Monthly Archives: September 2017

Rental Fairness Act

The Ontario rental market is on fire. Rental properties, yes rentals, are going into multiple offer scenarios and have been renting for above asking rents. In cities like Toronto, Landlords have been benefiting from the increase in rental prices. Due to the massive price increases on properties in the last 18 months, rents have been steadily climbing to the Landlords benefit.  Some Tenants have suffered by being served abnormally high rental increases and have been forced to move due to rising housing costs.

In April, the Ontario Government announced the Fair Housing Plan, a 16-point plan to help regulate the Ontario real estate market. Some of these points were implemented immediately, while others are still being formulated. As of September 1st, 2017, the Rental Fairness Act has been passed into legislation. There are Four major changes that Landlords and Tenants need to be aware of:

  1. Rent Control

In 1991 a previous Ontario government passed a bill to spur the development of residential rental units by allowing all rental units built after November 1, 1991, to not be subject to rent control. This created more rental inventory and helped the overall rental market.  Landlords were free to raise the rents on these units as they saw fit, which wasn’t a problem until recently. Toronto is the main reason for this law coming into effect. Landlords were able to use this rule to raise rents to any desired rate. Landlords would do this to either bring the rental rate up to market rent, force a Tenant to vacate so they could sell the unit, turn the unit into an Airbnb rental, or any other reason they saw fit. As a result, any unit built after November 1, 1991, is now subject to rent control.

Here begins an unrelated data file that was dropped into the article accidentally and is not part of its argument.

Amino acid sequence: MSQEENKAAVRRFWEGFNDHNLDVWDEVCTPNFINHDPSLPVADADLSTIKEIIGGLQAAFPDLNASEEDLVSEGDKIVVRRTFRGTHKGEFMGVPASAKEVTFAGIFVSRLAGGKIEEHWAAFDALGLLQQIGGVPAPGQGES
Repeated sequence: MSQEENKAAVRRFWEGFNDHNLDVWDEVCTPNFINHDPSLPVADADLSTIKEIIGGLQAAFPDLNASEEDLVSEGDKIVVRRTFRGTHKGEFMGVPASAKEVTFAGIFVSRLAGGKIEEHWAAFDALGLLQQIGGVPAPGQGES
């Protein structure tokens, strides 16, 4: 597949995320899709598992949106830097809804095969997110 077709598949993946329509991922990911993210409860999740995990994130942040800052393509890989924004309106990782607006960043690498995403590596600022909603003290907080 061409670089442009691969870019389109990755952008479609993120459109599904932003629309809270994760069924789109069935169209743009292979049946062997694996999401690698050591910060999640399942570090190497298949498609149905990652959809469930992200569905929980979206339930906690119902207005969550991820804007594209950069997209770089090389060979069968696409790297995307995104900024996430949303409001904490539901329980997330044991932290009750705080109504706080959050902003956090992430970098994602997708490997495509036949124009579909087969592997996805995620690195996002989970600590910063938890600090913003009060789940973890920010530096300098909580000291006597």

1. Formal Leases

This one is a little surprising. You would think that most Landlords and Tenants have a formal lease in place, but this isn’t always the case. This law is easily the most obvious and necessary to protect both parties. All Tenants now have the right to demand that a formal lease be signed. If the Landlord doesn’t comply with the request of a formal lease within 21 days, the Tenant can legally withhold rent until a lease is provided. Should the lease be provided, the Tenant must repay the withheld rent in full. Should the Tenant not receive the lease after 30 days, they have the right to terminate the lease.

  1. Termination of a Lease by a Landlord

This new law has been the biggest talking point of the Fair Housing Plan. Previously, Landlords had the right to evict a Tenant when the Landlord or the Landlords family needed to move into the unit, the unit was undergoing extensive renovations, or the unit was being demolished. With the new laws, there are two new rules to consider. First, Tenants must be given a compensation of one months rent if the Landlord terminates their lease. This compensation must be paid before the Tenant vacates the unit. Second, if the Landlord takes back the unit for themselves to inhabit, they must live in the unit for a minimum term of one year before they are able to re-rent it, renovate it, or demolish it. If the Landlord does any of this before the one-year period they can be subject to a fine.

  1. Key, Fob & Utility Deposits

Previously, Landlords would occasionally require Tenants to pay additional deposits for keys, fobs, or utilities. Under the new laws, this is strictly prohibited. It is illegal for Landlords to request a deposit for anything other than first and last months rent.

Overall, the Rental Fairness Act is designed to bring a greater balance between Landlords and Tenants. Only time will tell if this Act benefits both parties.

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